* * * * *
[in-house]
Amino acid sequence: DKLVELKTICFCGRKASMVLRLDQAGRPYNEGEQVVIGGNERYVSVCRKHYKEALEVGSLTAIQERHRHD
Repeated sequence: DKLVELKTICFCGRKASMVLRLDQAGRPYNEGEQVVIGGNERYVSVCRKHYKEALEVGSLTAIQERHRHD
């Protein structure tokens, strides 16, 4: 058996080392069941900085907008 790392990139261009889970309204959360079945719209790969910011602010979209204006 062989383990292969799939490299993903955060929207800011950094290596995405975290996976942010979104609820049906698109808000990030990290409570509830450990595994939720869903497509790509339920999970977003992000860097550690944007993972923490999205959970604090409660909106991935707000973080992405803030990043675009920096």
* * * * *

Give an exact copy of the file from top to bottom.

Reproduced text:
[in-house]
Amino acid sequence: DKLVELKTICFCGRKASMVLRLDQAGRPYNEGEQVVIGGNERYVSVCRKHYKEALEVGSLTAIQERHRHD
Repeated sequence: DKLVELKTICFCGRKASMVLRLDQAGRPYNEGEQVVIGGNERYVSVCRKHYKEALEVGSLTAIQERHRHD
């Protein structure tokens, strides 16, 4: 058996080392069941900085907008 790392990139261009889970309204959360079945719209790969910011602010979209204006 062989383990292969799939490299993903955060929207800011950094290596995405975290996976942010979104609820049906698109808000990030990290409570509830450990595994939720869903497509790509339920999970977003992000860097550690944007993972923490999205959970604090409660909106991935707000973080992405803030990043675009920096």